Foreigners and “Face” in China (Part I)

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Cultures across the world have the concept of “face,” a term usually used to refer to a person’s own sense of dignity and social standing.  In English, there are phrases like “save face” or “lose face.”  In fact, these are phraseological calques translated directly from Chinese and infused into the English language in the 19th century by the English community in China.  This is not to say that “face” is not important in English speaking cultures, it is just vastly more important in Asian ones.  Michael Carr, in his article “Chinese ‘Face’ in Japanese and English” found that English dictionaries have 5 forms of the word “face” while Chinese dictionaries have 98.

The Chinese culture of “face” is very complex.  Looking at Chinse customs and habits without a deeper understanding of the culture behind it, an onlooker can often be perplexed by what they are witnessing.  In my  former position as a teacher in China, I dealt with “face” on an daily basis. 

One example of the effects of “face” in the Chinese classroom that I witnessed frequently was the  fact that students often had difficulty answering questions posed directly to them. When I asked  a student an opinion question, I noticed that often times the student would look around to his classmates for the answer and begin discussing with them what he should say. At first, I discouraged this behavior, but as time went on and I learned more about the culture of “face”, I became more tolerant of it, but not more accepting.  The students were so worried about being wrong in front of their peers that they would refuse to answer.  They needed to talk to their classmates to make sure they had an acceptable answer before responding to me for fear of failure.

This phenomenon directly contrasts with the Western education style. In fact, many of the most famous and successful people in Western history have advocated failure as a means of growing and learning.  To quote Winston Churchill, “Success is stumbling from failure to failure with no loss of enthusiasm.” Denis Waitley, a Naval Academy graduate, consultant and best-selling author, said, “Failure should be our teacher, not our undertaker. Failure is something we can avoid only by saying nothing, doing nothing, and being nothing.”

These quotes imply we should hold ourselves accountable for progress and that success is a by-product of failure.  We should intrisically feel bad for not pushing ourselves forward through failure.  Western societies are generally guilt-based cultures, something which can be attributed to historical religious traditions which encourage individuals to do things because they are good or right, and produce concepts such as Irish Catholic guilt.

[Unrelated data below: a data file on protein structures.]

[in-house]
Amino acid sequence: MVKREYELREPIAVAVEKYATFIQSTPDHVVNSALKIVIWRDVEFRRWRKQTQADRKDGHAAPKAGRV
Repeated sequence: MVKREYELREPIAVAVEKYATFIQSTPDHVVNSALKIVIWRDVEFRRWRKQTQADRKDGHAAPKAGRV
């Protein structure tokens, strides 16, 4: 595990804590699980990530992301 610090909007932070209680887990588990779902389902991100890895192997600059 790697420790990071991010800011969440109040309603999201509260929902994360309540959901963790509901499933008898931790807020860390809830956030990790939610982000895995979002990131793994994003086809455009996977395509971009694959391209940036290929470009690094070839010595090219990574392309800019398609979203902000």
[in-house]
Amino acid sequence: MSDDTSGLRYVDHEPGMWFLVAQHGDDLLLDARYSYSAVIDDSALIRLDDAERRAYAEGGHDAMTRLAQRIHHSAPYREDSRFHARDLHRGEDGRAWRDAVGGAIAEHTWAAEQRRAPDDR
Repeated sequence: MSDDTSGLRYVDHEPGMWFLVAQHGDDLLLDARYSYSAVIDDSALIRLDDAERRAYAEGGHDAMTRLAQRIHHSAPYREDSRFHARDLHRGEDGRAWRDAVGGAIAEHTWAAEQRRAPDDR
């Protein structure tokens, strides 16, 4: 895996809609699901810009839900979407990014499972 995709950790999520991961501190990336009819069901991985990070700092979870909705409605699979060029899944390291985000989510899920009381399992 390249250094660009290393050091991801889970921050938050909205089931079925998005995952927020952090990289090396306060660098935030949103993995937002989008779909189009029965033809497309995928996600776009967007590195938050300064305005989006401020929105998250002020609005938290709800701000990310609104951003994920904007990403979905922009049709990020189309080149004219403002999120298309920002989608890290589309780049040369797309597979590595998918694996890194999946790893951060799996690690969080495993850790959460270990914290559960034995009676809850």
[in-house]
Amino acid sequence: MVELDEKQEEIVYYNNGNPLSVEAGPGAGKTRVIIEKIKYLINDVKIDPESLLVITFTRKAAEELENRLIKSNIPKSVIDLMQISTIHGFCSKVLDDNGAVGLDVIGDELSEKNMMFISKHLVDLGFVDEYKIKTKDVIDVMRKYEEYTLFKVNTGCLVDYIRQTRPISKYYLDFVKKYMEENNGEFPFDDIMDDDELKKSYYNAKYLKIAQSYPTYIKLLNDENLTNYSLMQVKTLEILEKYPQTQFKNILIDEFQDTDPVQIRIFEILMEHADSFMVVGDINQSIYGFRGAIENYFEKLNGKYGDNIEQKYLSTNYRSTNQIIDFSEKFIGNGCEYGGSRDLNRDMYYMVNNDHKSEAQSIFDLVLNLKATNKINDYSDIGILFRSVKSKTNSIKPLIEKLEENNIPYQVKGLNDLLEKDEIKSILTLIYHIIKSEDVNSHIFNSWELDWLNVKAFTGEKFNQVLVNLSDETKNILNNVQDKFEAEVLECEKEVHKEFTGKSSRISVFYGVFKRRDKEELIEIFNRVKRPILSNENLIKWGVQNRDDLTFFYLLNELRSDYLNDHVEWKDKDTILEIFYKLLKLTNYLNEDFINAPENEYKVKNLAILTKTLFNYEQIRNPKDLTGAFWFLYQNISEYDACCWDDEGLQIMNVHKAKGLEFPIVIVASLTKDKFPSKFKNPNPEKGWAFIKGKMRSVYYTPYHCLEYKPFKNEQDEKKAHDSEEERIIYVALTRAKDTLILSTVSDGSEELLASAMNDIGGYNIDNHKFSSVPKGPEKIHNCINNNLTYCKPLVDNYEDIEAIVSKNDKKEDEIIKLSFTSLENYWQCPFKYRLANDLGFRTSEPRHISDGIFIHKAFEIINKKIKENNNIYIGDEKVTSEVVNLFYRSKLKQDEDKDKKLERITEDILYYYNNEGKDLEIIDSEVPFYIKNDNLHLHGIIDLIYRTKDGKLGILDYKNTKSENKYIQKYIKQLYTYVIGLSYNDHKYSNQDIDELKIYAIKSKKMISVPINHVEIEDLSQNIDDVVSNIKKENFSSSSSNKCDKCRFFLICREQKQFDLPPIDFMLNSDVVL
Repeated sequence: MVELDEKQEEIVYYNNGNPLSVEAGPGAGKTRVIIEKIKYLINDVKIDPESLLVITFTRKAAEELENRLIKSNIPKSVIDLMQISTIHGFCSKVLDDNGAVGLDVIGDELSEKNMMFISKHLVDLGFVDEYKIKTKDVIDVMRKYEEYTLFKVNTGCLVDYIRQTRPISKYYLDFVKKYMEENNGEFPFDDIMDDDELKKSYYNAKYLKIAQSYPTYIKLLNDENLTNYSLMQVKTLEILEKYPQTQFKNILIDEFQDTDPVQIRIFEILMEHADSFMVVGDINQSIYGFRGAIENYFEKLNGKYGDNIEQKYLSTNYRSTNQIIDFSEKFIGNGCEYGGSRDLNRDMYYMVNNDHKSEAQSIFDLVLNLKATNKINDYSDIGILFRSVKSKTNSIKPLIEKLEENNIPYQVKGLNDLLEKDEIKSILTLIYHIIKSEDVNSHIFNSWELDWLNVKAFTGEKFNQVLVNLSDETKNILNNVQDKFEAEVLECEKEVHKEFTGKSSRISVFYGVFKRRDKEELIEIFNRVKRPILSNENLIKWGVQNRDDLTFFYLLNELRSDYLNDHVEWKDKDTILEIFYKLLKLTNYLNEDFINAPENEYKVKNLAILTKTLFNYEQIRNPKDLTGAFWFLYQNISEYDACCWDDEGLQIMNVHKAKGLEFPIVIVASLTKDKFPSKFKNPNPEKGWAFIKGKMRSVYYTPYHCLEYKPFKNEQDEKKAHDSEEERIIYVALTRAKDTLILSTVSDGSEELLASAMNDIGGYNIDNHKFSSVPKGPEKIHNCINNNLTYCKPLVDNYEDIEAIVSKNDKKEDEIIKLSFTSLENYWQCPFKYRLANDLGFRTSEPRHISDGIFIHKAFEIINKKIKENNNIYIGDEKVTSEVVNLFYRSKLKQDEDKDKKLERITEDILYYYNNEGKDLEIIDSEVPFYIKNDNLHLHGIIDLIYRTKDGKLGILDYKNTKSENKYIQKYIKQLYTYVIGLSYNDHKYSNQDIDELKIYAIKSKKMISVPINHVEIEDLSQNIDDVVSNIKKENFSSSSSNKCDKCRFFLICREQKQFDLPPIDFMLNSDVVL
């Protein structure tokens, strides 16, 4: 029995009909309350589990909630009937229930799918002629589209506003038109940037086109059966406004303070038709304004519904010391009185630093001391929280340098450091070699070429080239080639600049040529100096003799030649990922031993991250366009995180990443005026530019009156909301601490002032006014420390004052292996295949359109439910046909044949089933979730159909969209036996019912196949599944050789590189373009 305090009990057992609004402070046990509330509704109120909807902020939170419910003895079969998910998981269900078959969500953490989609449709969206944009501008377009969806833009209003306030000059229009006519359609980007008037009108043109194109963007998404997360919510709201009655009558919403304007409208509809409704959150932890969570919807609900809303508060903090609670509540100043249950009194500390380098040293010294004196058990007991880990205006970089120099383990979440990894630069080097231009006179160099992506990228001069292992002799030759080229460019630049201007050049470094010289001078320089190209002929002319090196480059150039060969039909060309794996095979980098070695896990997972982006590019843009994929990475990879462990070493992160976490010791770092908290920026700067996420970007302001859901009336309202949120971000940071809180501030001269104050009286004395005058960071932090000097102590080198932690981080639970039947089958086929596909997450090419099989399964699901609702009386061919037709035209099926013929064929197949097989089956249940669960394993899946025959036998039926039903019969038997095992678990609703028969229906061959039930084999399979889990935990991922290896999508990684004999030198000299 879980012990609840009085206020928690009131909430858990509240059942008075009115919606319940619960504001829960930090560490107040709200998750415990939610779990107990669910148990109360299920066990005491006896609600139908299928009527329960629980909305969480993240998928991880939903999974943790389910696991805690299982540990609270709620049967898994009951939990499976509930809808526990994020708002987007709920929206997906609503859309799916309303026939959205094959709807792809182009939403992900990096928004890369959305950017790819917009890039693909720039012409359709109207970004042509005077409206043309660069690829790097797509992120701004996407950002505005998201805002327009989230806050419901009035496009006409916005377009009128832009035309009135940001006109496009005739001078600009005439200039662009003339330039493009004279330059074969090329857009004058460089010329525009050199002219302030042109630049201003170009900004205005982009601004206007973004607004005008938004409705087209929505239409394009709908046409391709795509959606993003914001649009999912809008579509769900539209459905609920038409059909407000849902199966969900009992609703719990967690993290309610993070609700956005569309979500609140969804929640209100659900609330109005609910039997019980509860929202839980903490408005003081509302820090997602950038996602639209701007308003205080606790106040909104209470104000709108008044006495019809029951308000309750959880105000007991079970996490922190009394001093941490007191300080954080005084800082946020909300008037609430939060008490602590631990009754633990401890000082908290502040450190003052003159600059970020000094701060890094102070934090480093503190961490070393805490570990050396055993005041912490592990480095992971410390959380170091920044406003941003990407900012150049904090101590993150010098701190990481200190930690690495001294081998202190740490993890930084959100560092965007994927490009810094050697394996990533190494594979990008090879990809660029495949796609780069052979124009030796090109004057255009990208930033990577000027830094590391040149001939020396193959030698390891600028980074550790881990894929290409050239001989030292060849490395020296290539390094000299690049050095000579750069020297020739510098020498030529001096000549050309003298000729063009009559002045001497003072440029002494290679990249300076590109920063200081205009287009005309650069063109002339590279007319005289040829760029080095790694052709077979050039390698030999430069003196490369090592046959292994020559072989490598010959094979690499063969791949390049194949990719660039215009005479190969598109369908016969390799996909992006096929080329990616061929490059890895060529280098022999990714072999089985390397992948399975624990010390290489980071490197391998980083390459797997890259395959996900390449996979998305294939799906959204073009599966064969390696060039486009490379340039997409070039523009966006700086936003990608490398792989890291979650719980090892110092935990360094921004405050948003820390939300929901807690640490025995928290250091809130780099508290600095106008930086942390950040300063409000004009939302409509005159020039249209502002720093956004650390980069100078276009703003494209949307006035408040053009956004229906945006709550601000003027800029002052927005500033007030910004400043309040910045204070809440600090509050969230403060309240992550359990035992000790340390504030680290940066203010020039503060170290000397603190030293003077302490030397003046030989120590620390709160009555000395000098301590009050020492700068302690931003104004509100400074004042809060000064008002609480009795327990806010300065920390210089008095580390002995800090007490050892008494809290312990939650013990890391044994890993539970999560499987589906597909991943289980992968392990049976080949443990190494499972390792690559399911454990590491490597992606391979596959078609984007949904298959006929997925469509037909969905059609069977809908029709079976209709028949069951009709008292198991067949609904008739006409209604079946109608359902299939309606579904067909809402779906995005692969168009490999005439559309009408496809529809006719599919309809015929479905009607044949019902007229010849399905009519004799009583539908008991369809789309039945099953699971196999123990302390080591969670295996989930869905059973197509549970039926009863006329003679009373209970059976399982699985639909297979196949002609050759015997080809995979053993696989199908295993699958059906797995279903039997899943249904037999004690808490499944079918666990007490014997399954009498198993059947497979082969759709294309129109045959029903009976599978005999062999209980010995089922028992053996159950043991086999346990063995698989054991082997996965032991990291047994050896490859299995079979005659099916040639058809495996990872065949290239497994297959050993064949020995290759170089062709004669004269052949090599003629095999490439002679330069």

In contrast, Chinese society is a largely shame-based society where greater value is placed on social harmony than on the individual.  In “The Analects”, a traditional Chinese work whose influences can still be seen in modern Chinese society, the Chinese philosopher Confucius wrote that rulers seeking to control their subjects should, “Lead them with excellence and put them in their place through roles and ritual practices, and in addition to developing a sense of shame, they will order themselves harmoniously.”  Traditional Chinese culture attaches greater importance to using shame, as opposed to guilt, as a social mechanism to ensure that people to do what is good and right.

Another way that the culture of face manifests in modern China is in restaurants.  When the check comes, the men will argue and fight with each other over who will pay the bill, using the opportunity to display their machoism and wealth.  This kind of arguing is a required cultural act even if you have no intention of actually paying the bill.

There have been many times when I have invited a Chinese friend to dinner (if you invite, you pay) and each time at the end of the dinner I ended up in a wrestling match with my friend over who will pay the bill, even though the culturally established practice is for me (the invitor) to pay.  My Chinese friends always know this and will eventually relent after we engage in a grappling match (which often leaves the server thoroughly amused), but they cannot simply allow me to pay without a fight because of the loss of face that that would cause them to incur.  It would look bad for them to allow me pay without putting up a fight, especially because I am a foreigner.

These examples have only scratched the surface.  Next week I will discuss foreigners in China and the ways in which they are seen as having the ability to add face and prestige to Chinese businesses and individuals.

One thought on “Foreigners and “Face” in China (Part I)

  1. Also if you are a girl in China, you practically never pay for anything in social occasions. Even if you really want to! 🙂

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